Shane Toolan: Banking on Ballyshannon

Shane Toolan pictured with display cases at Slevin's Department Store, where the new Ballyshannon Museum will be based.

Shane Toolan pictured with display cases at Slevin's Department Store, where the new Ballyshannon Museum will be based.

  • by Sue Doherty

Shane Toolan is an adopted son of Ballyshannon who is particularly well known in both sporting and business circles throughout Donegal. Since his retirement from AIB, though, he’s devoting his considerable energies to setting up a museum in Ballyshannon, to celebrate the town’s exceptionally rich heritage. Now, he’s delighted to announce that premises have been secured and it is hoped that the museum will open in April. A public meeting will be held tonight at 8.30 in Dicey Reilly’s for anyone interested in the project.

Although Shane, who is now 55, was born and raised in Salthill, Galway, he has always had very strong ties to Donegal. His mother Kathleen is an O’Boyce from Letterkenny. The family had a very popular shop at the bottom of the Port Road. His father Jack hails from Roscommon but worked for Esso in Letterkenny and played football with St Eunan’s.

Shane’s the only one of the family to have ended up back in Donegal. His brothers - marketing guru Noel and IT Lecturer Brian - are based in Dublin and Athlone respectively. At St Joseph’s secondary school in Galway, Shane says he focused his energies on sport “GAA, soccer, rugby, athletics - I loved them all.”

He studied business at Galway IT, “for a few months” but soon landed a job in AIB. That was in January 1977. Shane started out in Ballinasloe, then spent some time in Castlebar. In 1982, he got his first appointment in Donegal, in Bundoran to be exact, and he’s remained in the county since.

After Bundoran, Shane spent three years working in Raphoe but living in Letterkenny, where he followed in his father’s footsteps and played for St Eunan’s. Next, it was off to Buncrana, “a sports mad town” which he loved. “I played GAA and soccer in Buncrana as well as rugby in Carndonagh. I always thought the people there were great - very nice, friendly and welcoming.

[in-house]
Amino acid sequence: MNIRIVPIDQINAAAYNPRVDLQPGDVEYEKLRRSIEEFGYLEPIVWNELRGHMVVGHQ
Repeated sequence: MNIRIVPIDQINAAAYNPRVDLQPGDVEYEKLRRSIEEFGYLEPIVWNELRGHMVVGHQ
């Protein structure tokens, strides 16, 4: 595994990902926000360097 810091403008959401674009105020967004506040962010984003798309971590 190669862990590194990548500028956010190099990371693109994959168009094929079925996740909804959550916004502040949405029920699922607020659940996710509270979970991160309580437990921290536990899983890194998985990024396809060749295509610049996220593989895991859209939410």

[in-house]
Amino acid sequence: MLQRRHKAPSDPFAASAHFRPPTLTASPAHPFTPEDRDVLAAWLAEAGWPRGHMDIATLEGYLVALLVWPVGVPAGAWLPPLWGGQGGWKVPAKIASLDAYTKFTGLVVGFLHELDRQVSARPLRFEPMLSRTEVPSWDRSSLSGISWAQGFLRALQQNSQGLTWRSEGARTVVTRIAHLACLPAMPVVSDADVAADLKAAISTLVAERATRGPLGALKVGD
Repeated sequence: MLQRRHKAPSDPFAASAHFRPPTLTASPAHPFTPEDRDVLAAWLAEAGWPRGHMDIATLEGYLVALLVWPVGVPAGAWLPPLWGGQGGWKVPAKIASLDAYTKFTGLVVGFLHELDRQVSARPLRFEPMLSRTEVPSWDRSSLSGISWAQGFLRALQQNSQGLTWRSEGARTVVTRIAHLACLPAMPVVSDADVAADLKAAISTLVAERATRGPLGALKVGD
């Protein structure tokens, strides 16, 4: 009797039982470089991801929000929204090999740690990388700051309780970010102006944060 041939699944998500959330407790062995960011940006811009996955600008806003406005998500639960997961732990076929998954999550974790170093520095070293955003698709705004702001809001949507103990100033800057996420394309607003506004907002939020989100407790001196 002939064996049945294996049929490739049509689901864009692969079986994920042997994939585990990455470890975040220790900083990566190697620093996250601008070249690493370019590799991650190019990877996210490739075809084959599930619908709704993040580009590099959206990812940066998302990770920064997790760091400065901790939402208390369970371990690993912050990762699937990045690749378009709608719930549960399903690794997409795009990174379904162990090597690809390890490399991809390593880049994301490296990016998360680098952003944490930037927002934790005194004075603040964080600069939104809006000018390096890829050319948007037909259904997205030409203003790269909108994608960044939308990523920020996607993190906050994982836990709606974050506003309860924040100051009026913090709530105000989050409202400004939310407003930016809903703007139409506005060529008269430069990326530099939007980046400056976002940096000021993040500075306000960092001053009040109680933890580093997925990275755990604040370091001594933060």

“One of the things I always loved best about being in the bank was that it gave me the chance to be so closely involved in what was going on in the community. The bank really encouraged that.”

In 1991, Shane married Sharon, a bank colleague from Carrick on Shannon and the couple moved to Ballyshannon, with Shane working in the local branch and Sharon at the branch in Donegal Town. They went on to have two daughters, Claire in 1995 and Niamh in 1997.

“It was lovely being able to settle down in Ballyshannon. The girls have lived all their lives here and that’s something that’s always been important to us, especially as we were both working.”

The pressures of a hectic job and a busy family life didn’t stop Shane from keeping up his sporting interests. He’s still a referee for both gaelic football and rugby, as well as Chair of Aodh Rua Bord na nÓg.

After 21 years in Ballyshannon, what are the biggest changes he’s noticed? “The employment being decimated and emigration. Ballyshannon went from being a big and vibrant town to being quite lethargic. The people who continue to do well have tended to stop taking risks. Of course there are some welcome exceptions - Paul Slevin, Declan Doherty, Barry O’Neill, Brendan O’Reilly and Barry Sweeny all come to mind. They’re all very forward thinking, positive and determined. Erne Enterprise and the Backing Ballyshannon initiative are also big positives for the town.”